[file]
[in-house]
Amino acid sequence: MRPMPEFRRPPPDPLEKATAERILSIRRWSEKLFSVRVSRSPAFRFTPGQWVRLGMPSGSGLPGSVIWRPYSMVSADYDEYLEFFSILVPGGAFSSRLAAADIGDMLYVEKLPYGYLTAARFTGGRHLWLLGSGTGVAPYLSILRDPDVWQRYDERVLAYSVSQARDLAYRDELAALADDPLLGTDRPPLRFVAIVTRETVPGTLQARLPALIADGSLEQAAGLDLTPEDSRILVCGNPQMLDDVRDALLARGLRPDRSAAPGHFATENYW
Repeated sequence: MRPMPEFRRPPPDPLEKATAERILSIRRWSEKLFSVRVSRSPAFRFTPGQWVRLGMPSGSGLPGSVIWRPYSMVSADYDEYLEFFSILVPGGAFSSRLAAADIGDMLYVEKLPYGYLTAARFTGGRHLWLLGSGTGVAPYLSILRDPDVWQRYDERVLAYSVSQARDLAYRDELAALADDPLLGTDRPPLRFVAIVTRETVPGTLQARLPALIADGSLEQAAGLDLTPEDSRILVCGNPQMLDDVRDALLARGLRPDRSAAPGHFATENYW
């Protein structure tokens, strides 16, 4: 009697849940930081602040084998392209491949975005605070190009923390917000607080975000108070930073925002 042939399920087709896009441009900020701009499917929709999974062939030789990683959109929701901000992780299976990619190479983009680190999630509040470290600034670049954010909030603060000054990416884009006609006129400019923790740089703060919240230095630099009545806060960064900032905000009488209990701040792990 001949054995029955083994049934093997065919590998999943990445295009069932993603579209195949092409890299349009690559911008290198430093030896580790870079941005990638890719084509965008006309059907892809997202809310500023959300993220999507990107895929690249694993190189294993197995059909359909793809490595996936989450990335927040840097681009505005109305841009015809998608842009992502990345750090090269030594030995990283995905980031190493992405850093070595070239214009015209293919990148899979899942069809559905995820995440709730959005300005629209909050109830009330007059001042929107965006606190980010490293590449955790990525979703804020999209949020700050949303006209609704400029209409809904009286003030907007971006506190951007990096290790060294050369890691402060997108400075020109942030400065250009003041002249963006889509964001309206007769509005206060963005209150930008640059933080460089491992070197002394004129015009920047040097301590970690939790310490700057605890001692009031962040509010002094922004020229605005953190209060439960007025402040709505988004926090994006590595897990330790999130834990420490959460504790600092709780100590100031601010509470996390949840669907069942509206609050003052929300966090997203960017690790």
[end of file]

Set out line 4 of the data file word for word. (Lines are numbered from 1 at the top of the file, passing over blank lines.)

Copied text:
């Protein structure tokens, strides 16, 4: 009697849940930081602040084998392209491949975005605070190009923390917000607080975000108070930073925002 042939399920087709896009441009900020701009499917929709999974062939030789990683959109929701901000992780299976990619190479983009680190999630509040470290600034670049954010909030603060000054990416884009006609006129400019923790740089703060919240230095630099009545806060960064900032905000009488209990701040792990 001949054995029955083994049934093997065919590998999943990445295009069932993603579209195949092409890299349009690559911008290198430093030896580790870079941005990638890719084509965008006309059907892809997202809310500023959300993220999507990107895929690249694993190189294993197995059909359909793809490595996936989450990335927040840097681009505005109305841009015809998608842009992502990345750090090269030594030995990283995905980031190493992405850093070595070239214009015209293919990148899979899942069809559905995820995440709730959005300005629209909050109830009330007059001042929107965006606190980010490293590449955790990525979703804020999209949020700050949303006209609704400029209409809904009286003030907007971006506190951007990096290790060294050369890691402060997108400075020109942030400065250009003041002249963006889509964001309206007769509005206060963005209150930008640059933080460089491992070197002394004129015009920047040097301590970690939790310490700057605890001692009031962040509010002094922004020229605005953190209060439960007025402040709505988004926090994006590595897990330790999130834990420490959460504790600092709780100590100031601010509470996390949840669907069942509206609050003052929300966090997203960017690790």